NASA today released recovered photographs and video
taken by the crew of the Space Shuttle Columbia during its
scientific research mission in January. The imagery was found
during search efforts since the loss of Columbia Feb. 1.

The Columbia Accident Investigation Board recently determined
the material was not relevant to their investigation. The
imagery documents the STS-107 mission from the crew’s
perspective. The imagery includes almost 10 hours of
recovered video and 92 photographs. It includes in-cabin,
Earth observation and experiment-related imagery. The Shuttle
carried 337 videotapes, but only 28 were found with some
recoverable footage. The mission carried 137 rolls of film,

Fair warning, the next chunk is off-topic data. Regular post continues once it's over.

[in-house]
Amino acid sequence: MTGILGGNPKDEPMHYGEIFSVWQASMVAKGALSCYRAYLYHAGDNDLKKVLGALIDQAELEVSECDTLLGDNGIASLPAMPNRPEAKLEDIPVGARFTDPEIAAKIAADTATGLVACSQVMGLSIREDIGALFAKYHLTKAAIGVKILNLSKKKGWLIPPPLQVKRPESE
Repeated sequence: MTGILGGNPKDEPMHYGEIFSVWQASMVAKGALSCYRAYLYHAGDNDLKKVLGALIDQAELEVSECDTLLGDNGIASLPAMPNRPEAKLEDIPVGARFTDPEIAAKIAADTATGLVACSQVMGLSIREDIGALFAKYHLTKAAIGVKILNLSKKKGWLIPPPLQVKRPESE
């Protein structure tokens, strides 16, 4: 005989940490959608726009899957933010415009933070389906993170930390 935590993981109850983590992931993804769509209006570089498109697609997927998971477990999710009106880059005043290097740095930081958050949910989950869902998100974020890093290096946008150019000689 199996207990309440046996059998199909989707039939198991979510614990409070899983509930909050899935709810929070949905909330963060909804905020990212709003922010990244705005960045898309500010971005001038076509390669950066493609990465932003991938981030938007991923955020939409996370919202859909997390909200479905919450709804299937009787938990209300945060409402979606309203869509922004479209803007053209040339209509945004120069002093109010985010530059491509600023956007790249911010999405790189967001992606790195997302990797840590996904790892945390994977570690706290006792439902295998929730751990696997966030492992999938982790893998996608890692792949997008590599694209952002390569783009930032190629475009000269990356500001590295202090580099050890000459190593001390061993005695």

but only 21 were found containing recoverable photographs.

The imagery is among the more than 84,000 pieces of debris
recovered. The debris weighs 84,900 pounds, about 38 percent
of the dry weight of Columbia. More than 30,000 people
assisted in the search conducted through the combined efforts
of NASA, FEMA, EPA, the U.S. and Texas Forest Services. The
Columbia Recovery Office at the Johnson Space Center (JSC)
was established to continue accepting calls about debris,
since the formal search was completed in April. The toll free
number to report debris is: 1/866/446-6603.

Selected scenes and photographs will be broadcast on NASA
Television today at 12:15 p.m. EDT. News media may obtain the
video and photos in their entirety by calling the JSC Media
Resource Center at: 281/483-4231. NASA Television is
broadcast on AMC-2, transponder 9C, C-Band, located at 85
degrees West longitude. The frequency is 3880.0 MHz.
Polarization is vertical and audio is monaural at 6.8 MHz.
Information about NASA and the Columbia accident
investigation is on the Internet at: